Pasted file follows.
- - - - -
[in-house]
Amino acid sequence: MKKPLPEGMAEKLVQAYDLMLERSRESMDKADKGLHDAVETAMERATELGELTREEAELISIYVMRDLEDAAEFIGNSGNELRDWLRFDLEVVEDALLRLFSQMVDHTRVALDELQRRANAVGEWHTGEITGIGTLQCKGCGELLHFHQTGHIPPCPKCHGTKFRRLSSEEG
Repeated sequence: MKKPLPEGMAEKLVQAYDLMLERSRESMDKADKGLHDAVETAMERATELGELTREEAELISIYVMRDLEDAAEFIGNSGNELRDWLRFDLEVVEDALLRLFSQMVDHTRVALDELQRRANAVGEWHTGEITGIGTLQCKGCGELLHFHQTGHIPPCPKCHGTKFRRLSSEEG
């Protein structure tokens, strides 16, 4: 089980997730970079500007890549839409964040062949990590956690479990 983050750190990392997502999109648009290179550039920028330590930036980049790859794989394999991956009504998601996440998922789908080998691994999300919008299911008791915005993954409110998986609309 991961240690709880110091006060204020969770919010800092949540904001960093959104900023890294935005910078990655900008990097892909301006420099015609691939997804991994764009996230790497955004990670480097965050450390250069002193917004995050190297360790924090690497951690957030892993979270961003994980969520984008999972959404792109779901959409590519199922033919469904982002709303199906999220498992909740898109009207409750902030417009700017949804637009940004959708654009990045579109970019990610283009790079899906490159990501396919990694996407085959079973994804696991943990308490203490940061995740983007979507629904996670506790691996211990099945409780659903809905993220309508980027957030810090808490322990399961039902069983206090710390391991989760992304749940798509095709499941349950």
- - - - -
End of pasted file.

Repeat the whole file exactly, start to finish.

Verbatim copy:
[in-house]
Amino acid sequence: MKKPLPEGMAEKLVQAYDLMLERSRESMDKADKGLHDAVETAMERATELGELTREEAELISIYVMRDLEDAAEFIGNSGNELRDWLRFDLEVVEDALLRLFSQMVDHTRVALDELQRRANAVGEWHTGEITGIGTLQCKGCGELLHFHQTGHIPPCPKCHGTKFRRLSSEEG
Repeated sequence: MKKPLPEGMAEKLVQAYDLMLERSRESMDKADKGLHDAVETAMERATELGELTREEAELISIYVMRDLEDAAEFIGNSGNELRDWLRFDLEVVEDALLRLFSQMVDHTRVALDELQRRANAVGEWHTGEITGIGTLQCKGCGELLHFHQTGHIPPCPKCHGTKFRRLSSEEG
């Protein structure tokens, strides 16, 4: 089980997730970079500007890549839409964040062949990590956690479990 983050750190990392997502999109648009290179550039920028330590930036980049790859794989394999991956009504998601996440998922789908080998691994999300919008299911008791915005993954409110998986609309 991961240690709880110091006060204020969770919010800092949540904001960093959104900023890294935005910078990655900008990097892909301006420099015609691939997804991994764009996230790497955004990670480097965050450390250069002193917004995050190297360790924090690497951690957030892993979270961003994980969520984008999972959404792109779901959409590519199922033919469904982002709303199906999220498992909740898109009207409750902030417009700017949804637009940004959708654009990045579109970019990610283009790079899906490159990501396919990694996407085959079973994804696991943990308490203490940061995740983007979507629904996670506790691996211990099945409780659903809905993220309508980027957030810090808490322990399961039902069983206090710390391991989760992304749940798509095709499941349950």